The state of Illinois finds itself worst in the nation when it comes to pension liability, according to a new report from Moody’s Investors Service.
The national credit rating agency conducted a study on each state’s pension liability, as calculated as a percentage of state revenue. The Prairie State’s three-year average pension liability, as a percentage of revenue is 258 percent—nearly 60 percent higher than the pension liabilities of the next worst state, Connecticut.
In 2012, Illinois’ one-year pension liabilities were valuated to exceed 300 percent of the state’s annual revenue.
Carol Portman, president of the Taxpayers Federation of Illinois told Illinois News Network that the pension shortfall is a real crisis that is not easily solvable.
“The problem is only growing, and the distance between the amount of resources being contributed and those being received is growing. That’s pretty alarming,” Portman said.
The state’s five primary pension accounts are underfunded by about $100 billion, and legislation that would decrease employees’ share of pension contributions while reducing the amount of benefits paid out is currently undergoing judicial review by the Illinois court system.
Another financial expert, Jeffrey Brown, is a professor of finance at the University of Illinois at Urbana-Champaign, believes that the current crisis is the realization of many years of mismanaged retirement programs.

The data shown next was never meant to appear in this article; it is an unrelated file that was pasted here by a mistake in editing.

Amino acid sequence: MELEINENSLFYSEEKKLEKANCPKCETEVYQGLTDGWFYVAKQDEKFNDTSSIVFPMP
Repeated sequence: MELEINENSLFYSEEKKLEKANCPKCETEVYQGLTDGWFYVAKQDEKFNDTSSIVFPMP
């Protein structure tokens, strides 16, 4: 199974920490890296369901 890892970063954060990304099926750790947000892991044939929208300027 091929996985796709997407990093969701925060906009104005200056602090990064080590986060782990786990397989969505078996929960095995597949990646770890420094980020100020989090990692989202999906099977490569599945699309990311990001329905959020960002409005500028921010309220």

“For decades, the state government has under-invested in the future and allowed the pension programs to accrue debt without a real way to make up the difference,” Brown said. “They’ve kicked the can for quite some time and now they’re realizing that’s not a sustainable way of handling things.”
According to Moody’s study, the total net pension liability for the state’s public retirement systems is just under $200 billion.
The pension system is under-funded and over-paying, Brown added — an unsustainable situation, in his opinion.
Portman agreed with Brown’s assessment, saying that the steps that really need to be taken will be difficult, and won’t make anyone happy.
“It will require a major change in what people expect to receive from the system, as well as what they put into it,” she said. “If everyone hates it, maybe it’s the right solution. A good compromise is one nobody likes.”
However, not the outlook for other states’ pension programs is not as dire as Illinois’ future. Moody’s research shows that the states of Florida, Iowa, Nebraska, New York, Ohio, and Wisconsin have the lowest ratio of pension liabilities to state revenue.
Brady Cremeens ([email protected]) is a reporter for Illinois News Network. Used with permission of the Illinois Policy Institute, http://www.illinoispolicy.org/